I’ve posted an article on Client VPN setup using OpenVPN and I noticed I didn’t have one regarding Cisco ASA. A Cisco ASA being a very common Security Appliance used by small and large companies. This article will cover how to setup a standard remote client VPN utilizing IPsec as the crypto carrier. Cisco also has their own proprietary remote client VPN solution called AnyConnect. I will be posting an article after this one on how to set an AnyConnect solution up and include what the differences are between it and the standard IPsec remote client VPN contained in this article.
A remote client VPN is something very common in workplace now-a-days. It allows users to appear as if they are on the company’s internal network over an insecure medium(e.g. Internet, untrused Network, etc). It does so by using IPsec. IPsec is a tried and true Layer 3 securing technique that requires both parties involved to mutually authenticate each other before passing traffic.
A few things to keep in mind regarding remote client VPNs.
- First, a subnet is required for client’s to be put on when successfully authenticated and authorized via the remote client VPN. This can be the same subnet as one already existing on your network or a separate one with a firewall in-between The later being best in practice and security.
- Secondly, deciding on split-tunneling vs all-tunneling. The difference being on the client would you like all traffic to be forced across the tunnel or allow clients to communicate with both their local network and the networks on the otherside of the VPN. For best practice and security, all-tunneling is recommended.
- Third, Access Lists and tunneled networks. Here we will decided what Remote VPN users will have access to other networks. We will also, in the case of split-tunneling, create an access-list of what networks to tunnel for the Remote VPN user.
- Fourth, provisioning standard network services for VPN user’s. Remote VPN user’s will need a default gateway, DNS servers, domain suffix, an address pool, proxy settings, etc.
I’ve posted a few articles on how to set up a Forwarding Proxy using Squid, and using benefits like caching and content blocking (Ads, adult, gambling, etc). This can bring centralized web security and delivery to you and your users. However, users need to be expliclty configured to use the Proxy service. This means having their web browser like Firefox or even Internet Explorer set with the DNS or IP address of the Proxy server. This can be an issue if youhave little or no management of the user’s Web Browsers configuration. This is where a content-routing protocol like WCCP(Web Cache Communication Protocol) comes into play. With WCCP we can influence specific user traffic to be encapsulated and re-routed to your Proxy server. The difference between this and some of the other ways to force web traffic to your Proxy server(like iptables redirection) is the original Web packet generated by the user’s device is not altered. Instead it is encapsulated when it reaches your WCCP receiver running on an upstream egress router(user gateway towards Internet). It is then re-routed via this encapsulation to your Proxy server which is WCCP aware.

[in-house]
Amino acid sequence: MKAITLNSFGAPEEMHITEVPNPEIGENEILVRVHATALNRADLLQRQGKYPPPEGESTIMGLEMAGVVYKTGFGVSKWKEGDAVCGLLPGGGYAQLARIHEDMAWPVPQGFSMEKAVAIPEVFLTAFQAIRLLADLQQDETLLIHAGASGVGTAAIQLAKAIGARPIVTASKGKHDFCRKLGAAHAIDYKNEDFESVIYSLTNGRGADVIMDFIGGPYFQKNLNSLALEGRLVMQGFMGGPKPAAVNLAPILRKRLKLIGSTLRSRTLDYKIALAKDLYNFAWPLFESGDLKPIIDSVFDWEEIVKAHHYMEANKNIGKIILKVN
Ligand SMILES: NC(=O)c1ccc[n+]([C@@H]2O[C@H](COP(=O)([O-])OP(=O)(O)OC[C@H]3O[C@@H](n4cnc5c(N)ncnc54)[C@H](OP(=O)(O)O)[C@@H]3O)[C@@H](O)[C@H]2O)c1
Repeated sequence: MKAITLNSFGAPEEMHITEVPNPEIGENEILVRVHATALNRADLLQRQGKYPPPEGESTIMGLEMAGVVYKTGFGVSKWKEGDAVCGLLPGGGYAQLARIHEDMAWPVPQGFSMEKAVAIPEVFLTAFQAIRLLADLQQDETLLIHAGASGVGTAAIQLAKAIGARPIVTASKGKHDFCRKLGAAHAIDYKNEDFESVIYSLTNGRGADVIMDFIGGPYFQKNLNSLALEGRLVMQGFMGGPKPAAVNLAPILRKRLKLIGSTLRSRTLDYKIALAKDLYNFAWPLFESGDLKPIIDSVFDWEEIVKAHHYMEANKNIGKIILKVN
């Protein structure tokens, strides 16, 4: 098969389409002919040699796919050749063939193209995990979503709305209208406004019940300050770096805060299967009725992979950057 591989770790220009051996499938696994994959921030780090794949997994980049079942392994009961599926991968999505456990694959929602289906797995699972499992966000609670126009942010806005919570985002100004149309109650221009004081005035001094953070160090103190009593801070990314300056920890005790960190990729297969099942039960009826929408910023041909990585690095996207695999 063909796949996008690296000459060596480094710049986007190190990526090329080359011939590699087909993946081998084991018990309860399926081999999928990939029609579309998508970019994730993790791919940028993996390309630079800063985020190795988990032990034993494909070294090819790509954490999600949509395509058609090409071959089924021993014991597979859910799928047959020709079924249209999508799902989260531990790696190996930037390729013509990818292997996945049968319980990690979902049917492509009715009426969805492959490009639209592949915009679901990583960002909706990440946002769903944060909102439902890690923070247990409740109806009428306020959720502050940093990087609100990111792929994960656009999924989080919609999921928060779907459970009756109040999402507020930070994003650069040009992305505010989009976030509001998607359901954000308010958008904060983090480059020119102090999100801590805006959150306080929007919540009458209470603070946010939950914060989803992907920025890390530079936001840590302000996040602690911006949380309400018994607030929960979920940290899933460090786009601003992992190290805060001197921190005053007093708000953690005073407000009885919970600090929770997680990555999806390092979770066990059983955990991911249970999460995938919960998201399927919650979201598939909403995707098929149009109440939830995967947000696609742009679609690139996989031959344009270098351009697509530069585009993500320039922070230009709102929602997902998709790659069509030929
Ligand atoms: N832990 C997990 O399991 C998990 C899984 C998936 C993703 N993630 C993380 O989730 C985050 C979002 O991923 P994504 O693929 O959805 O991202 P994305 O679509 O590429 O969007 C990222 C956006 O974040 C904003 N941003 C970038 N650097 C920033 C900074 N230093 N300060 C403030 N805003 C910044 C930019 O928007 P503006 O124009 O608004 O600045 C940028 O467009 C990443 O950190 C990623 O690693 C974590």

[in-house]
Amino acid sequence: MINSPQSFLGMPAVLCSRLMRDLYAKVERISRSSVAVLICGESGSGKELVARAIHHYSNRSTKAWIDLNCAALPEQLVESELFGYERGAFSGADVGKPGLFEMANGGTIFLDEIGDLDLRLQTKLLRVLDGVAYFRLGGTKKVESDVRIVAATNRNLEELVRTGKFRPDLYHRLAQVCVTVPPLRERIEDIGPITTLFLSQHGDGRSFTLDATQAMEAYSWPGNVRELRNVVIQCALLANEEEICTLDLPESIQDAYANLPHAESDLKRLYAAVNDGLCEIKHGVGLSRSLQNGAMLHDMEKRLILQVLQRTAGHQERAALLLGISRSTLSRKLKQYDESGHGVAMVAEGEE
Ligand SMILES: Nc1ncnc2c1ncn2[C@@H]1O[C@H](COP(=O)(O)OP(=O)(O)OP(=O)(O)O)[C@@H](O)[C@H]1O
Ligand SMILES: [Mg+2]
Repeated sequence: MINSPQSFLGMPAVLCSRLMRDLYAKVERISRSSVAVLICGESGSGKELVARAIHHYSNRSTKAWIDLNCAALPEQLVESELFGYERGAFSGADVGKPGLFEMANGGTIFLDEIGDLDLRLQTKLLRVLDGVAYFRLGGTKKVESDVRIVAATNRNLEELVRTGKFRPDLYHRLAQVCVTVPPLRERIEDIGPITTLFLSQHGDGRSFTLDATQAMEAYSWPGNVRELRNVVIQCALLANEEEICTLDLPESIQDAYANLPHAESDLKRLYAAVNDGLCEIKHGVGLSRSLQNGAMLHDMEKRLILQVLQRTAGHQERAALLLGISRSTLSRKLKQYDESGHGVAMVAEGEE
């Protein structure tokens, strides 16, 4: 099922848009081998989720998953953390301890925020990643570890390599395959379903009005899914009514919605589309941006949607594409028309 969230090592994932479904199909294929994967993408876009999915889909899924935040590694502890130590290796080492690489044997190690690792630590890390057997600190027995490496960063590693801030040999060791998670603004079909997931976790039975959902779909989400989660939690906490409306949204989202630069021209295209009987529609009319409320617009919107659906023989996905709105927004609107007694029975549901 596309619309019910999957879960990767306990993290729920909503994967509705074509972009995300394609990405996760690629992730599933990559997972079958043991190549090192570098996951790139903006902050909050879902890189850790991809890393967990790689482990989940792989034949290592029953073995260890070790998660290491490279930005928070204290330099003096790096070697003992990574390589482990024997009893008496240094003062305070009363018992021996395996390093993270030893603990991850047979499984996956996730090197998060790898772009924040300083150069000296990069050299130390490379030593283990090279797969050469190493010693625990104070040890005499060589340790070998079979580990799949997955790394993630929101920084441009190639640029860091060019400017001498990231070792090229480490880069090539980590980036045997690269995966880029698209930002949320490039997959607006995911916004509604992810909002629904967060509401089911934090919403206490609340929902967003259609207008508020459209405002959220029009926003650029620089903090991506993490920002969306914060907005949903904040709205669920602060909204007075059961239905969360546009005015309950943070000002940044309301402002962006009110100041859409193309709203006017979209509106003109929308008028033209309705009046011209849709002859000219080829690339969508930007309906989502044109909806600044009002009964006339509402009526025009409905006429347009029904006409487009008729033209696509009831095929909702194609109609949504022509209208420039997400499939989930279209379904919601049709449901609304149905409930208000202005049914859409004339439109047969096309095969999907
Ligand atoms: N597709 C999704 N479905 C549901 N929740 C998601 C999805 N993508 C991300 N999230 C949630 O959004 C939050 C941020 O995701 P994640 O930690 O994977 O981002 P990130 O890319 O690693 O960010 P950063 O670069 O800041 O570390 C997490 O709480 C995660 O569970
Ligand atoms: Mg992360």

Before we begin, you will need a few things:
- Squid Proxy Server 3.4+ compiled with WCCP
- Router or Security device capable of running the WCCPv2 service(See vendor list here…)
- Some knowledge of Web Proxy Technology.
- A Web Browser to test with.
- Your favorite beverage and some patients.
Notice: Cisco ASA only supports having the user subnet(s) and the cache-engine(Squid Proxy server) behind the same Cisco ASA interface(inside,dmz,outside,etc). The reason for this is the WCCP processing on the ASA happens after interface ACL, meaning for example ACL on your inside interface are processed before any WCCP manipulation can begin.
- User requests a web resource on outside interface(usually the Internet) of Router/Firewall.
- WCCP Server (Router/Firewall) catches this interesting traffic(traffic we want to redirect) and encapsulates it within a GRE tunnel to the WCCP Client(Squid Proxy Server) on the other end of the tunnel.
- WCCP Client (Squid Proxy Server) decapsulates the GRE payload and fetches the original client request just like an ordinary Web Proxy would.
- WCCP Client receives a response from the external web server.
- WCCP Client (Squid Proxy Server) serves the web page back to the original User by spoofing the source IP address(This is key). Spoofing is done by rewriting the source IP address field of the packet with the External Resource’s IP address. This makes it look like the packet the user receives is from the external web site.
Hi All!, been awhile since I posted an article and I don’t think I have ever posted one on Network Link Aggregation!! Link Aggregation is the physical combining of network links into one logical link. There are two main advantages to this practice. First is the increase throughput that you obtain by combining links, for example combining 2x 1GB links will increase your total bandwidth to 2GB.(Keep in mind this will not change your latency…) Secondly, link aggregation grants the benefits of redundancy. Imagine the setup above. If 1 of the 1GB links fails, you would still have the other 1GB link to fall back on, woot!.
–Image From Wikipedia